Born again boater
NICK BURNHAM: Although tucked up safe away from the water, it’s still been a long, frosty hibernation for Smuggler’s Blues 2. Would she wake from her slumber without a hitch?
This winter has been long and cold and I’ve been grateful that my little boat has spent it tucked away from the often turbulent waters of Torquay Harbour, safely blocked up at Dartside Quay with heaters gently warming its nether regions (a tube heater in the engineroom and a thermostatically controlled oil-filled radiator in the cabin). A dehumidifier has been keeping things dry too, niftily draining into the galley sink to save having to empty it regularly. Actually, what felt like most of the boat was even warmer and dryer, residing in my spare room, bed piled almost to the ceiling with cabin and cockpit cushions, the floor artfully decorated with warps, canopies, bedding, navigation gear and anything else we could fit into my mate Adrian’s immaculate Ford Focus estate (in fact, it took two runs). I don’t know whether you were ever made to play that game at school where you had to cross the gym without ever touching the floor – hopping and bounding across carefully positioned apparatus? Well, crossing my spare room has been a little like that. All that remained for me to do was sit at home shelling out money at regular intervals to Andy Sheppard (my GRP guy) and Dartside Quay like a blackjack dealer flicking out cards across the table.
It’s actually slightly nerve wracking putting the boat back into commission. After two more trips with Adrian’s Focus to return the contents of my spare room back to the boat, the big day arrived and another friend Sean came along to lend a hand. As the crane plucked it from its winter nest and spirited it toward the river, irrational thoughts tumbled through my head. Would it float? (Why wouldn’t it float?) Would it start? (A more reasonable one this, after nearly five months ashore.) I’d run the battery charger for an hour but it’s a big engine, a cold day and it’s been dormant for months. Dartside’s crew lowered it carefully into the water and pulled it back against the pontoon. I hopped on board, wrenching open the engine bay – bone dry. Phew! Key in the ignition – moment of truth. The starter churned, eagerly to begin with and then slower. Suddenly the engine caught and roared into life. Double phew! I let it warm through for a few minutes before we cast off and headed into the breezy slategrey day, pointing the nose downstream toward open water.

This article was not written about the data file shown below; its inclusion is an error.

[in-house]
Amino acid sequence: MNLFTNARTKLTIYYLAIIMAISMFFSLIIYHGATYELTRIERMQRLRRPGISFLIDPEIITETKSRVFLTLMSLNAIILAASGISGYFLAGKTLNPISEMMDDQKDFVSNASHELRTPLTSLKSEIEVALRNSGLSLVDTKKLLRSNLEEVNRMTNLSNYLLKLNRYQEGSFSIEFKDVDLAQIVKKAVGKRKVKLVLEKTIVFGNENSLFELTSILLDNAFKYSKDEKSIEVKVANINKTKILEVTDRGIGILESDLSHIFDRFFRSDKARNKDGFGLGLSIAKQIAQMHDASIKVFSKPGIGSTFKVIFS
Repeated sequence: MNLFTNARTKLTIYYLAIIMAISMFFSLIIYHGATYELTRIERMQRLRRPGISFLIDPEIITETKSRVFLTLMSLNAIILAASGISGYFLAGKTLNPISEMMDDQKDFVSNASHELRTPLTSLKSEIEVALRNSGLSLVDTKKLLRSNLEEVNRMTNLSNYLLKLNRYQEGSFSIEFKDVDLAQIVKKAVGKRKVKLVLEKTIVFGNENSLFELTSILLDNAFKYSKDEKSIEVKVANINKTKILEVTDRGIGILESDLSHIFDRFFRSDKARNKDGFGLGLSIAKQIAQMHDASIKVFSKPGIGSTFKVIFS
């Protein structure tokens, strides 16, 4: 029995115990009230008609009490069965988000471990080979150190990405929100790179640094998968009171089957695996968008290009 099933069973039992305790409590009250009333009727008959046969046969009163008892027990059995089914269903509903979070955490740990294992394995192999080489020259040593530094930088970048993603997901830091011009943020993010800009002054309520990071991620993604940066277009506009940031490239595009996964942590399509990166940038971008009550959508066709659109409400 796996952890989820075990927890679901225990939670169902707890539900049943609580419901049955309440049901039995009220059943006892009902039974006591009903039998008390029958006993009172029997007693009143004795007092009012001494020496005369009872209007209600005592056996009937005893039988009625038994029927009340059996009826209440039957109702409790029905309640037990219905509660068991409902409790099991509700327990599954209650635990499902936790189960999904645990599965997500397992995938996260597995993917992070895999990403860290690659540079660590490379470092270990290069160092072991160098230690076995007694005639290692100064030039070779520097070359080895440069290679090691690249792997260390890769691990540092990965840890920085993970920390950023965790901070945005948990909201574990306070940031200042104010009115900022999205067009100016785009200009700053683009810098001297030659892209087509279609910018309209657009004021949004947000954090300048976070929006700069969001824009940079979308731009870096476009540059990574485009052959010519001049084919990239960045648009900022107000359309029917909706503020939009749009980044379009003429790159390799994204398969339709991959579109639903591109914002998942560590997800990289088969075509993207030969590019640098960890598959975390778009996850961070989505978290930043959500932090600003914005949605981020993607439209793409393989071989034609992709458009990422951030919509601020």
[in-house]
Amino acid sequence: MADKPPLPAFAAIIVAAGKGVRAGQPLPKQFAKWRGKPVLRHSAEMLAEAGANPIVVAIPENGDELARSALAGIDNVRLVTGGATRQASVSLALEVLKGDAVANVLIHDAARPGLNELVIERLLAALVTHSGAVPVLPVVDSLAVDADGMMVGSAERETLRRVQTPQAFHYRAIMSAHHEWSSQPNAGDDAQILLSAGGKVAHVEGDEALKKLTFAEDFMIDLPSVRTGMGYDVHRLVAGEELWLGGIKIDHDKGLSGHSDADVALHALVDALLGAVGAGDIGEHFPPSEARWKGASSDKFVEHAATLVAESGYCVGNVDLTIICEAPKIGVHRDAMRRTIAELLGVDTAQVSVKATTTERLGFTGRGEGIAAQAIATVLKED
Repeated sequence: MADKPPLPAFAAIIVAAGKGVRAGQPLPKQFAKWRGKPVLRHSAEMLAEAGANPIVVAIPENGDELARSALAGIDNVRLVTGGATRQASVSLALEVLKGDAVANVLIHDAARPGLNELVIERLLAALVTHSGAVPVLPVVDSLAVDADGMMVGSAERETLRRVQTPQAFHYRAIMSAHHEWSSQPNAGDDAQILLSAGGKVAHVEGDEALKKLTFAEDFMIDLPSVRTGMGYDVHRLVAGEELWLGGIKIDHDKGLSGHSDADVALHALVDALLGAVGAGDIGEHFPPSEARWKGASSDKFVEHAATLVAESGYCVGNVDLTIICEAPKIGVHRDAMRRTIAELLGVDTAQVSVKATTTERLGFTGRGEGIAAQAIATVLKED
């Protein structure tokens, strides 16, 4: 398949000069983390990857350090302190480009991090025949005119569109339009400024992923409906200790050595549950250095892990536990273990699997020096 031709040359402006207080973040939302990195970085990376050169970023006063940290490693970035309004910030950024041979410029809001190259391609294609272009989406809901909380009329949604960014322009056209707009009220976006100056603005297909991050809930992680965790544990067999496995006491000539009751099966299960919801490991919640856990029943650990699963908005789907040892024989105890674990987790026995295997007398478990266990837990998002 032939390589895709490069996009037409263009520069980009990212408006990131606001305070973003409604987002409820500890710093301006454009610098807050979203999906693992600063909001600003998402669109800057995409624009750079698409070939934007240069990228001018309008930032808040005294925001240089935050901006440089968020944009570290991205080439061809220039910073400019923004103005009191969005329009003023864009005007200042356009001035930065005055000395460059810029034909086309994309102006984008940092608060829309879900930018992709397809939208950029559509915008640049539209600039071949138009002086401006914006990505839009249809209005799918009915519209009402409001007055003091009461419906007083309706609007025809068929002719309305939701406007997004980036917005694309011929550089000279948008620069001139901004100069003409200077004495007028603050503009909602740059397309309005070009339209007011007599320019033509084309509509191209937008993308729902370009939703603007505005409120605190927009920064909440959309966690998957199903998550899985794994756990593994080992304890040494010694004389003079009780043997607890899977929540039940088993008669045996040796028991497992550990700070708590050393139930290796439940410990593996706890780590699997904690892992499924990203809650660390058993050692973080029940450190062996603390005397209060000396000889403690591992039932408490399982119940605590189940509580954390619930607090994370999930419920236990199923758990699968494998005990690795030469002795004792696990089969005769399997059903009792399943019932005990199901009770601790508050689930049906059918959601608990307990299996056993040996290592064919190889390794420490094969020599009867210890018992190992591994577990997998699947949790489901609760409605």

It’s about half an hour from Galmpton, the location of Dartside Quay, to the river entrance and then another five minutes to reach the edge of the harbour speed limit (the days of planing away from the castle at 30 knots are long gone – officially at least). A final check of the engine bay for erroneous noises or fluids and it was time to gently ease on the power. The wind was picking up short sharp waves, but fortunately they were heading up the coast to Torquay just like us. The tachometer needle wound slowly but positively round the dial, the SOG on my new Axiom 9 chartplotter flicking steadily upward. At 15 knots, we were planing and at 20 knots (just 2,500rpm) we were cruising, skipping happily across the turbulent surface sending sheets of white spray out low and wide either side of the boat. Sean and I looked at each other and grinned. The world made sense again.
As the crane plucked my boat from its winter nest and spirited it toward the river, irrational thoughts tumbled through my head. Would it start? Would it float?
Video recommendation: Search ‘Sunseeker Portofino 31 by drone’ for some beautiful shots of a gorgeous classic in full flight
Smuggler’s Blues 2 heads up the coast ready for another summer afloat